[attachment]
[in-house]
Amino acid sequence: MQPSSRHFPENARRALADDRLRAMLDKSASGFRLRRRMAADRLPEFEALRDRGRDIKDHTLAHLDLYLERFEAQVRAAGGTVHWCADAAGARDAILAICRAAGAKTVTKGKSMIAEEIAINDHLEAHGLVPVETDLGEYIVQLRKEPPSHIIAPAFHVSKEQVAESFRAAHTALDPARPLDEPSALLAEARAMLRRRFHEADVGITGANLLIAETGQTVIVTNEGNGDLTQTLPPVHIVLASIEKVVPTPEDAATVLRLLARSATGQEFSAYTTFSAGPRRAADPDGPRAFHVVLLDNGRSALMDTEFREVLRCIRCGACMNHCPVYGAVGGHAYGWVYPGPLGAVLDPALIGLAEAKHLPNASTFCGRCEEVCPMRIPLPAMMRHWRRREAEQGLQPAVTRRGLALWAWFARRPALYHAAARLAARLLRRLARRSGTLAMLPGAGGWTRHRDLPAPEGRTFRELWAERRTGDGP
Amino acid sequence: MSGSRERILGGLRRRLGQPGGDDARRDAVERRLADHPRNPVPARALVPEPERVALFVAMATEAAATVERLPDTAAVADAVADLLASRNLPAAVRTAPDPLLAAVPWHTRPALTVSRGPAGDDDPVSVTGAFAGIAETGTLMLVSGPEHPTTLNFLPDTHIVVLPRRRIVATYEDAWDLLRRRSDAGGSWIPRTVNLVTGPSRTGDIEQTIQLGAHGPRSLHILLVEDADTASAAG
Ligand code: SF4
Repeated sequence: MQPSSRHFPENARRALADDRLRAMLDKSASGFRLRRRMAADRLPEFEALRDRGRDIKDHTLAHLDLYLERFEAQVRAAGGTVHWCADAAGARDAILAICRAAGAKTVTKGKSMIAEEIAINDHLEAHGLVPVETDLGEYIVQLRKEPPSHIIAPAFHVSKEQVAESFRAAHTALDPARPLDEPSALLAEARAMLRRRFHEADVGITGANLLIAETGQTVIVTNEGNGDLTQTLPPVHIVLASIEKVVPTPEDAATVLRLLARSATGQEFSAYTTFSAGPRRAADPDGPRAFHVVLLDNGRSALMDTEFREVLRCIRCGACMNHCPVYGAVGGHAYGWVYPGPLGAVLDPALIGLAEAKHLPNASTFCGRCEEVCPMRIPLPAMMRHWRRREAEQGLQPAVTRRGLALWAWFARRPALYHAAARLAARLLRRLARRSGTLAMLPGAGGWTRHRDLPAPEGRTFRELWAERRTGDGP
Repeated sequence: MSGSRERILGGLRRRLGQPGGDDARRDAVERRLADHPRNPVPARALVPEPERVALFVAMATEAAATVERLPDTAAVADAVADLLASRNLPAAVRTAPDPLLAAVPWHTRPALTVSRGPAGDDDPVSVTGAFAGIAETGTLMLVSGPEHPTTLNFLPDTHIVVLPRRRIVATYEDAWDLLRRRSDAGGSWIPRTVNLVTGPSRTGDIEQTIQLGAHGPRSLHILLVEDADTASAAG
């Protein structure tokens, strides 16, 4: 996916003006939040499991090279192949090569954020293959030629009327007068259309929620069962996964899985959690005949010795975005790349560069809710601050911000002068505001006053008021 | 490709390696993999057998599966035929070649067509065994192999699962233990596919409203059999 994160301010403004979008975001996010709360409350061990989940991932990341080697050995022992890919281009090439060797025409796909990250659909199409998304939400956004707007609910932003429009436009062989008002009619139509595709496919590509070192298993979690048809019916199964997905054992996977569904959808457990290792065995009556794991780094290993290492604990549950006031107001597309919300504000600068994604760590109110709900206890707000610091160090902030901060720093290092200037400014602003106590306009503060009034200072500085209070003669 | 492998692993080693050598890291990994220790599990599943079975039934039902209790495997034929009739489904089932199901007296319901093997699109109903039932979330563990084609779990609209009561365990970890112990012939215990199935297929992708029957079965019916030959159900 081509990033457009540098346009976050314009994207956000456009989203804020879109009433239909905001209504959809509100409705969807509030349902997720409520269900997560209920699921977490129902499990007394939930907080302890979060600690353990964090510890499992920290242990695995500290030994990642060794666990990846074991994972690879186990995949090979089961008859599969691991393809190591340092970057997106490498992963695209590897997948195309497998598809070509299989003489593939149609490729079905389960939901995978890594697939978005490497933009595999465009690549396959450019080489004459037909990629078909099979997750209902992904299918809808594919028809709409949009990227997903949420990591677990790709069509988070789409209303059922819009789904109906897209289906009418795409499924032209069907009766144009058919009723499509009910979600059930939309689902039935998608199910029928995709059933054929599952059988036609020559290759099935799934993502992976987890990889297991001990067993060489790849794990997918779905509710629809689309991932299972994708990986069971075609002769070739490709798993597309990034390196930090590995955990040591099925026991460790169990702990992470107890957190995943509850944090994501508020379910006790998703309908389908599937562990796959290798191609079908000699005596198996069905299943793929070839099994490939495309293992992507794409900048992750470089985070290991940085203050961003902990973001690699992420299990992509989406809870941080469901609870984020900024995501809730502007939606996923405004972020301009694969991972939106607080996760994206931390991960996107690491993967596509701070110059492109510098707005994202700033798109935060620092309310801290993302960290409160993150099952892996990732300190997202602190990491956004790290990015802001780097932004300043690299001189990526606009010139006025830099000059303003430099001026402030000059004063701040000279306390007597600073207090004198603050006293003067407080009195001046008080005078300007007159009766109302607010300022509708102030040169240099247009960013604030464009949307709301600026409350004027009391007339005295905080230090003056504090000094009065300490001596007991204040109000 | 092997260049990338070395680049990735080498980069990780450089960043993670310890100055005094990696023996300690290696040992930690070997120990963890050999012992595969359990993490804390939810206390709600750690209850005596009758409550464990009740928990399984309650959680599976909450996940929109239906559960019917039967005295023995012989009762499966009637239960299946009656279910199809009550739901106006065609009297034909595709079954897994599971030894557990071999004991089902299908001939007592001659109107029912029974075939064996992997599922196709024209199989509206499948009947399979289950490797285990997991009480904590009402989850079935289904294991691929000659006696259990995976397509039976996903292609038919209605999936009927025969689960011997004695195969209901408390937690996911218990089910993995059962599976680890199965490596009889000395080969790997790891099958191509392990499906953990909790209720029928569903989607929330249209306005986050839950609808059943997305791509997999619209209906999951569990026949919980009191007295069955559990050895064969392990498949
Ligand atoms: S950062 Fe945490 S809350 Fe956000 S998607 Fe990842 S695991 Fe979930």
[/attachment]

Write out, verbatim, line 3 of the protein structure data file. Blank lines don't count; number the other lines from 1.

Amino acid sequence: MSGSRERILGGLRRRLGQPGGDDARRDAVERRLADHPRNPVPARALVPEPERVALFVAMATEAAATVERLPDTAAVADAVADLLASRNLPAAVRTAPDPLLAAVPWHTRPALTVSRGPAGDDDPVSVTGAFAGIAETGTLMLVSGPEHPTTLNFLPDTHIVVLPRRRIVATYEDAWDLLRRRSDAGGSWIPRTVNLVTGPSRTGDIEQTIQLGAHGPRSLHILLVEDADTASAAG